Elucidating the Role of Optineurin in Neuroprotection
Ivana Munitić (Laboratory of Molecular Immunology)
Andrea Markovinović, PhD student
Tamara Milojević, technician
Tereza Ljutić, mag.med.chem.
Vendi Šinkovec, undergraduate student
Department of Biotechnology, University of Rijeka
University of Rijeka collaborators:
Hrvoje Jakovac (Faculty of Medicine, University of Rijeka)
Kristina Grabušić (Department of Biotechnology, University of Rijeka)
Jonathan D. Ashwell (Laboratory of Immune Cell Biology, National Cancer Institute, National Institutes of Health, Bethesda, USA)
Laura Ballerini (SISSA and University of Trieste, Italy)
Jean-Pierre Julien and Jasna Križ (Institut universitaire en santé mentale de Québec, Université Laval, Canada)
Damien Arnoult (INSERM, Villejuif, France)
Mutations in a widely expressed ubiquitin-binding protein optineurin were recently found in amyotrophic lateral sclerosis (ALS), a fatal neurodegenerative disease of unresolved pathogenesis. Unlike most of the other mutated proteins known to cause ALS by their toxic prion-like properties, optineurin is largely thought to cause disease by loss-of-function, arguing for its protective role. In vitro studies proposed that it regulates a variety of cellular processes including cell signaling, autophagy and vesicle trafficking, but their link to neurodegeneration is unknown. ALS is not an autonomous disease of selected neurons. Glial cells including microglia, are essential for neuroinflammation, which greatly influences disease progression. The major aim of this study is to elucidate the exact role(s) whereby optineurin exerts neuroprotection, pinpoint the cell types in which it acts, and determine its putative effect(s) on the interactions between the cell types relevant for neurodegeneration. Analyzing the function of optineurin in primary cells and mice models is crucial to the success of this study, given that ubiquitin-binding proteins are prone to in vitro artefacts. Incomplete understanding of ALS pathogenesis is directly mirrored in almost complete inability to treat ALS patients: a single approved drug exerts only a small prolongation in survival. Here, we propose to study a unique ALS model, set apart from the currently available models of direct toxicity by its ability to provide insight into basic neuroprotective mechanisms, thus expectedly paving the way for more successful therapies.
Markovinovic A, Cimbro R, Ljutic T, Kriz J, Rogelj B and Munitic I.
Optineurin in amyotrophic lateral sclerosis: multifunctional adaptor protein at the crossroads of different neuroprotective mechanisms.
Progress in Neurobiology, in press (epub April 26, 2017).
Malatesti N, Munitic I, and Jurak I.
Porphyrin-based cationic amphiphilic photosensitisers as potential anticancer, antimicrobial and immunosuppressive agents.
Biophysical Reviews, 2017: 9(2), 149-168.
Pourcelot M, Zemirli N, Silva Da Costa L, Loyant R, Garcin D, Vitour D, Munitic I, Vazquez A, and Arnoult, D.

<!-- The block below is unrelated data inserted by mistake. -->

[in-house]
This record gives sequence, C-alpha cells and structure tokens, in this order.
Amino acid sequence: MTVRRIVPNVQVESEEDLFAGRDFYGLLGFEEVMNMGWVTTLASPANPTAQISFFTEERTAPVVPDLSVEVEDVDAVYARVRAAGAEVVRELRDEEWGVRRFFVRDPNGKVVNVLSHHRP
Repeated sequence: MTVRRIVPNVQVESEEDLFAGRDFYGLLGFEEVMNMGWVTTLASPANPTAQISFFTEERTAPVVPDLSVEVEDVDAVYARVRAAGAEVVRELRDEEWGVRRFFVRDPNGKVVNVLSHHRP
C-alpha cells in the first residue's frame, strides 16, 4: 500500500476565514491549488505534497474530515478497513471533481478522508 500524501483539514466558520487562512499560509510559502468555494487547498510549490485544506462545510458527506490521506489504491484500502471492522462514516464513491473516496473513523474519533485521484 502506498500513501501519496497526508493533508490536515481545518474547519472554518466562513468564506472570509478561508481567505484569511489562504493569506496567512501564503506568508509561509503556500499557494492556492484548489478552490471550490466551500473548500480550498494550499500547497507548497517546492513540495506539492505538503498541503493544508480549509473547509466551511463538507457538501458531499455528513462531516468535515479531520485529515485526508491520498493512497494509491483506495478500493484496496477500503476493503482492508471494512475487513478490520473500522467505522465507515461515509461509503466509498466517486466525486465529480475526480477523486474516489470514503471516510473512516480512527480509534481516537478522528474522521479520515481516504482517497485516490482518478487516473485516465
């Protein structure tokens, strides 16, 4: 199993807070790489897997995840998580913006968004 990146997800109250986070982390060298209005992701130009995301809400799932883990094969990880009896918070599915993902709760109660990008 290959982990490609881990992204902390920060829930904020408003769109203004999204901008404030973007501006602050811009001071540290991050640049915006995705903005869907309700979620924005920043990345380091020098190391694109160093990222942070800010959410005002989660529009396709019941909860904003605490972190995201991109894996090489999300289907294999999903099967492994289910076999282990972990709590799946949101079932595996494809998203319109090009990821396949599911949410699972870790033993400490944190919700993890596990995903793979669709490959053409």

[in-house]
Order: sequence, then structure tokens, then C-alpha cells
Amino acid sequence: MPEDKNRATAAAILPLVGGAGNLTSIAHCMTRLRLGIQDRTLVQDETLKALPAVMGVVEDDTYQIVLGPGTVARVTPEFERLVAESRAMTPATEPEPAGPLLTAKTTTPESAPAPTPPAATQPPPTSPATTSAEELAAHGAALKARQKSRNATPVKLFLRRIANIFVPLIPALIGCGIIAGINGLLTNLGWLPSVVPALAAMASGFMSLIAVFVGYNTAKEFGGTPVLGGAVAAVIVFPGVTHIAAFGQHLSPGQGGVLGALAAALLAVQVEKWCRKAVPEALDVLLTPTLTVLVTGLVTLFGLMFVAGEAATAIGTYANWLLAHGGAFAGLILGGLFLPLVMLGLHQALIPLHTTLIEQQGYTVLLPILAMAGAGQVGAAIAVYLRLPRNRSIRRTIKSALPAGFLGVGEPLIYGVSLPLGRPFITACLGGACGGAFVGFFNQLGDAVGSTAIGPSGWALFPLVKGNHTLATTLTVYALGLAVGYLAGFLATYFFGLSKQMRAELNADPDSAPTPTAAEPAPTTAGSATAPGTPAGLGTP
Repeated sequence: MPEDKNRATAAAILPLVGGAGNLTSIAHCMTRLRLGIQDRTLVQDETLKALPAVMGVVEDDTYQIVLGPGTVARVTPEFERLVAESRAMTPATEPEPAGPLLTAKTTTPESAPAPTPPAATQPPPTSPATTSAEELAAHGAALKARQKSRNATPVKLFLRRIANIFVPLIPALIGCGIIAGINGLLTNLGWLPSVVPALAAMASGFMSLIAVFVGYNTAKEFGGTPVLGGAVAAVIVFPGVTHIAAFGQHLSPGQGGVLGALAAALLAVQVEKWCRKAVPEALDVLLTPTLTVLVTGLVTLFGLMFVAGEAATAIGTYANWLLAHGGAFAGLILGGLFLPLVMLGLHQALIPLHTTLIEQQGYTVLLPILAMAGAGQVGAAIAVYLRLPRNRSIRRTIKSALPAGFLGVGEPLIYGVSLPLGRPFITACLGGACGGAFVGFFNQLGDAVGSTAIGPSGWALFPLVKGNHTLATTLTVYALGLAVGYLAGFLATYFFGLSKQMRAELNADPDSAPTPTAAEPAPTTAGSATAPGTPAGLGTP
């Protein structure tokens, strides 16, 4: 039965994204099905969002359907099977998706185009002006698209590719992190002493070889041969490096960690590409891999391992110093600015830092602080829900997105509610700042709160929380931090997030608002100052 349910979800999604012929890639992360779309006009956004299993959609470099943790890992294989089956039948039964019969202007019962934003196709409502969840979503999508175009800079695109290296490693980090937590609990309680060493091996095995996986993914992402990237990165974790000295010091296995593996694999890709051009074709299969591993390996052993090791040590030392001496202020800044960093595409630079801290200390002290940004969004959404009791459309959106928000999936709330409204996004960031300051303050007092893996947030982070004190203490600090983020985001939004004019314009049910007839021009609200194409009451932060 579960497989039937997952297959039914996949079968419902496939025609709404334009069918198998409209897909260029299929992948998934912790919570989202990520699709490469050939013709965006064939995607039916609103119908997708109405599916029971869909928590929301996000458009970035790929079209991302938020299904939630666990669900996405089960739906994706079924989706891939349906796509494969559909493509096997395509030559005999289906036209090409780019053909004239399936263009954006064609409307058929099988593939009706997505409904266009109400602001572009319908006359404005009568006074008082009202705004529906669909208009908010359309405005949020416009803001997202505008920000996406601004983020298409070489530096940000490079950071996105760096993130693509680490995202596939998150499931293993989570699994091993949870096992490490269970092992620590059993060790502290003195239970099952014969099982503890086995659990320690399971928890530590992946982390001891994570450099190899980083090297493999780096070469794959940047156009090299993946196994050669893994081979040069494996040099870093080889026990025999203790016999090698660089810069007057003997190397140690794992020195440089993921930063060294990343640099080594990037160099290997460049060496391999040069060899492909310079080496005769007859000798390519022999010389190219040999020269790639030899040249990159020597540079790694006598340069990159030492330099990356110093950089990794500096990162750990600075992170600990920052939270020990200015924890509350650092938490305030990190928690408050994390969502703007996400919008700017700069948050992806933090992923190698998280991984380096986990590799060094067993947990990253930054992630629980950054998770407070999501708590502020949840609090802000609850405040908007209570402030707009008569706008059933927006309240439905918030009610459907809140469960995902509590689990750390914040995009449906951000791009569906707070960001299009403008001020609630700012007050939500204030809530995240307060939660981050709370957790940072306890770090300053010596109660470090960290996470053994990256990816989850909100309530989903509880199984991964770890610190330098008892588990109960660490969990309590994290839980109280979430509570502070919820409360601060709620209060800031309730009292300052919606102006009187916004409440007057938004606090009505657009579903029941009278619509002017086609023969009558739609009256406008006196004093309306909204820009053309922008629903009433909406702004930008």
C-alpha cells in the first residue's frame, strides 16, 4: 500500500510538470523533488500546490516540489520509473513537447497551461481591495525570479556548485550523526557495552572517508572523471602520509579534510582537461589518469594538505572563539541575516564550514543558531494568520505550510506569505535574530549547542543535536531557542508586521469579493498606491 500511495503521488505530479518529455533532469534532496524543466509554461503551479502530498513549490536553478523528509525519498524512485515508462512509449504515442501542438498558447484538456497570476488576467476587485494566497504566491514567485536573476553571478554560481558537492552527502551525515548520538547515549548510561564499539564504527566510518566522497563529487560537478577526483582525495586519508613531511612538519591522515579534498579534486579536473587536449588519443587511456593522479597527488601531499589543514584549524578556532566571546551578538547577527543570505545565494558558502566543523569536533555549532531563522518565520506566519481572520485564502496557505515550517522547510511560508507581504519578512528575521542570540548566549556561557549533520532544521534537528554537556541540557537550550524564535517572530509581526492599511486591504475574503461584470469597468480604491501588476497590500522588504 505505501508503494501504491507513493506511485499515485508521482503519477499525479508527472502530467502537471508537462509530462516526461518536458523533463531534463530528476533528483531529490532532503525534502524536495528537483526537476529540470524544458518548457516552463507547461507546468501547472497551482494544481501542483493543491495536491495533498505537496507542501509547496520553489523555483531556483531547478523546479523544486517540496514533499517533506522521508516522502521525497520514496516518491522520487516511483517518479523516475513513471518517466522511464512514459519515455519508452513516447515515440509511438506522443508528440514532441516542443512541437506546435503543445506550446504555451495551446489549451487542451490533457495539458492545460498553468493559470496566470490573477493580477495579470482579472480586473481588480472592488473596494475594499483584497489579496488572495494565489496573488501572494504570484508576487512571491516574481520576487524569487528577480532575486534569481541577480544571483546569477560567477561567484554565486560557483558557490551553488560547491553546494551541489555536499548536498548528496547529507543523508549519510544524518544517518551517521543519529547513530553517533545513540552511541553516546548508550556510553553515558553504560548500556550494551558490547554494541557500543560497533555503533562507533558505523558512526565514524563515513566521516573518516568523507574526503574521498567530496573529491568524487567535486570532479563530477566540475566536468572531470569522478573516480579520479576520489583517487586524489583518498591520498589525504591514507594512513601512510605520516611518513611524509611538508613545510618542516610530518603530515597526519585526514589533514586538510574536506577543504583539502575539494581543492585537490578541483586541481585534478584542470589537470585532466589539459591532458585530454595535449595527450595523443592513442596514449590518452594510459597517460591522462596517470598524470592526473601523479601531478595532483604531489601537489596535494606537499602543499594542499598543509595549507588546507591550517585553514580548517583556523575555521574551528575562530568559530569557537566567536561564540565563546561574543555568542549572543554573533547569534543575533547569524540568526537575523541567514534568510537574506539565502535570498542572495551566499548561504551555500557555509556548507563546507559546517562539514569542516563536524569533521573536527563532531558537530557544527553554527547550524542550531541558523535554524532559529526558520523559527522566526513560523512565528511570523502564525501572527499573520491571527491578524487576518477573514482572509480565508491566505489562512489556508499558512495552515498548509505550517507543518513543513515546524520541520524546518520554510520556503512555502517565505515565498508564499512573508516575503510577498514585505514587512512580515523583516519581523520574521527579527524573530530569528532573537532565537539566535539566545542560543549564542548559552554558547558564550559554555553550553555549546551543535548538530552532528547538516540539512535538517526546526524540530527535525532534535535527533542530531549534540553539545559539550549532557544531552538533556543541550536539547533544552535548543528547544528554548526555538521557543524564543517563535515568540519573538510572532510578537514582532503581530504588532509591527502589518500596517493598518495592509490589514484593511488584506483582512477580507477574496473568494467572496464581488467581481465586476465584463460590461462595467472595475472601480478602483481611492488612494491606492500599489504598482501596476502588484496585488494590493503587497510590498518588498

The Golgi apparatus acts as a platform for TBK1 activation after viral RNA sensing.
BMC Biology, 2016: 14, 69.
Meena NP, Zhu G, Mittelstadt PR, Giardino Torchia ML, Pourcelot M, Arnoult D, Ashwell JD and Munitic I.
The TBK1-binding domain of optineurin promotes type I interferon responses.
FEBS Letters, 2016: 590, 1498-1508.
Li CC*, Munitic, I*, Mittelstadt PR, Castro E and Ashwell, JD.
Suppression of dendritic cell-derived IL-12 by endogenous glucocorticoids is protective in LPS-induced sepsis.
PLOS Biology, 2015: 13, e1002269.
Munitic, I*, Giardino Torchia, ML, Meena NP, Zhu G, Li CC, and Ashwell, JD*.
Optineurin insufficiency impairs IRF3 but not NF-κB activation in immune cells.
Journal of Immunology, 2013: 191(12), 6231-40.
Open day 25.04.2017.
Department of biotechnology
University of Rijeka
On April 25, 2017 we had the honor to participate in the Open day of the Department of biotechnology. For this occasion, employees and students put an effort to show that science is interesting and fun, reaching out especially to our youngest members of the society. For this 5th edition of our Open day our laboratory tried to make it even more interesting, by preparing a play, which was performed by the students of our Immunology class.
Play: Who is stronger? The immune sistem or the viruses?
Whole video you can watch here :https://www.facebook.com/OdjelZaBiotehnologiju/videos/1531396680256413/
We are constantly in touch with bacterias and viruses, but fortunately only a few of them and not very often, manage to overcome our defences and cause a disease by making a big mess in our bodies. One of the major reasons why this happens only rarely is that the immune system acts as our shield. Indeed, our immune cells successfuly defend our organism from pathogens by powerfully attacking viruses, among others. Through our play we will show, in a simple way, how our immune system fights against viruses and how viruses fight back. In the process of attacking our body, some viruses manage to outsmart our immune system. We will show who is the winner in some of these fights, and why and how vaccines works in our favor in this fight.